Day 5: WE’RE DOING IT!
Our actors, naturally, were completely unfazed by the request to perform twice. After the morning assembly, the actors reported to the “stage”- the front basketball court of the school had miraculously transformed into an auditorium. A tarp was hung to keep out the bright Haitian sun and benches were dragged from the cafeteria.
Time was crunched and as the benches were filling with expectant students, we hastily gave the actors some final notes: don’t turn your back to the audience, project etc. And most importantly, have fun!
Elle and I took a big step back for the performances and simply enjoyed watching. It was the student’s show, after all, and we both felt like our roles were expendable. The actor’s imaginations and talents were boundless and we both commented that we felt we had received a huge gift by being given the chance to work with them, and then to enjoy their performance.
I cannot do either of the performances justice with a description. I was absolutely speechless to the fact that these students-turned-actors performed a fabulous, completely original rendition of A Midsummer Night’s Dream- and with only four days of rehearsal!
The success of the play had far-reaching consequences. It represented a huge success for the school as well as the surrounding neighborhood because it allowed the students to shine as individuals but also express the community of the school and the cast. The success also had a lot to do with the incredible hard work the students put into translating their lines and creating a unique Haitian setting for the play world to live in.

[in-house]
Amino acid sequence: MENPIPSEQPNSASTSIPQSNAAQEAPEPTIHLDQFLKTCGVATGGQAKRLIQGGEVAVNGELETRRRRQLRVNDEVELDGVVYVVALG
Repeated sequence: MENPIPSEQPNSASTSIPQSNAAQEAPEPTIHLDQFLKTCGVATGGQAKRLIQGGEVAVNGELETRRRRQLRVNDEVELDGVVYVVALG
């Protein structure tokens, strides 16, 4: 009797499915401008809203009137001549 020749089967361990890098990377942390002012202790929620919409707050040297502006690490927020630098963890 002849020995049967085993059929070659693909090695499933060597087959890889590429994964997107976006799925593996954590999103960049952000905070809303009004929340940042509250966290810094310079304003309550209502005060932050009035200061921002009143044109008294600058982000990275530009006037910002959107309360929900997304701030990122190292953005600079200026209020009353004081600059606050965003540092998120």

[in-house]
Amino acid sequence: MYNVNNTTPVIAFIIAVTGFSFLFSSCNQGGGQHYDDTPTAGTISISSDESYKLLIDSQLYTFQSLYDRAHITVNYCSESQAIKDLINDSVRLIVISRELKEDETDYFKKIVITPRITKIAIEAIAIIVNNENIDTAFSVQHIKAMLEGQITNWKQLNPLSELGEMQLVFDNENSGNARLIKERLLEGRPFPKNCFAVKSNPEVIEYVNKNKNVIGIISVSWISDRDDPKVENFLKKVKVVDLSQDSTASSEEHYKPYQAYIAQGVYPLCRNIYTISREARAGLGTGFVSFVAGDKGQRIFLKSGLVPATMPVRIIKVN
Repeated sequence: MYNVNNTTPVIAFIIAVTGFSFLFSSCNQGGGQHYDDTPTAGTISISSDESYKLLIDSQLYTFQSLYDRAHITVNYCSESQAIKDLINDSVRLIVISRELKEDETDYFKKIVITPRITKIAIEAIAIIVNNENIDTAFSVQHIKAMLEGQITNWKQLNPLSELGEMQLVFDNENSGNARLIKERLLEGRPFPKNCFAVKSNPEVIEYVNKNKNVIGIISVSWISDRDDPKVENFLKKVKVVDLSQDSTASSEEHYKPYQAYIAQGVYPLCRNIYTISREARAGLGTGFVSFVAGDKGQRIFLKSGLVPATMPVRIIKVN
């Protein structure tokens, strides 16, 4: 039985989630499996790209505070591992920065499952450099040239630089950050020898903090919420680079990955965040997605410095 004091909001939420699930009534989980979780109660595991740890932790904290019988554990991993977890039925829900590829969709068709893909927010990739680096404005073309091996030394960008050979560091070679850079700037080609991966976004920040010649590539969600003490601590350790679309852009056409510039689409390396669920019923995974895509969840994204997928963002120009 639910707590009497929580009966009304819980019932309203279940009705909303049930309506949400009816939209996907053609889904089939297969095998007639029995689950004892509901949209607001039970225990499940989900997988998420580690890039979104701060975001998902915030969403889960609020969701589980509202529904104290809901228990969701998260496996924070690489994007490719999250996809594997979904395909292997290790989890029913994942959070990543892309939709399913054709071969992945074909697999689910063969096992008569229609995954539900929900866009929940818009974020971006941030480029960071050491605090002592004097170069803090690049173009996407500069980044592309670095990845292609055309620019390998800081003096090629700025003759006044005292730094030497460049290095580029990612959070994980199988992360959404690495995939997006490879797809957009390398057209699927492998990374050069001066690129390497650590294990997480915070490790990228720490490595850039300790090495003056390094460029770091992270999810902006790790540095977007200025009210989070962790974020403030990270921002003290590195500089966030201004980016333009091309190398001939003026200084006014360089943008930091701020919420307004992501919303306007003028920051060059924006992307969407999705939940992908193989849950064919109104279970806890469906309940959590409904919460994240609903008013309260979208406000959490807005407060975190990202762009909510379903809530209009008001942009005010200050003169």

I felt that the performance I saw of Shakespeare’s play at LCS was one of the most truthful and evocative renditions of that play that I had ever seen. It was simple: no set, very few props and costumes and it cost nothing to put on and yet it moved the audience in profound ways.
Shakespeare does indeed have something to say to all of us and his universality remains intact when translated or re-rendered in different language and cultures.
I thank the LCS community for sharing their time and talents and especially the actors who worked incredibly hard for the week I was there and the volunteer teachers who were so supportive of all of our efforts. Also, I must thank Elle Thoni, who put up with me through all my moments of stress and was a role model of energy and joy throughout the process.
My week in Haiti illustrated very strongly an opinion I’ve held for awhile: theatre is a unifier and does have far-reaching effects; letting young people perform, and especially perform Shakespeare, is one of the best experiences an educator can give them.
Emily Marquet is currently an intern with Folger’s Education and Public Programs divisions. She has worked with the American Shakespeare Center as a Camp Counselor and Assistant Director, and is a recent graduate of NYU with a Fine Arts major in Drama and minor in Social and Cultural Analysis. For more information about The Haitian Project and the Louverture Cleary School, visit their website: http://haitianproject.org/article/louverture-cleary-school.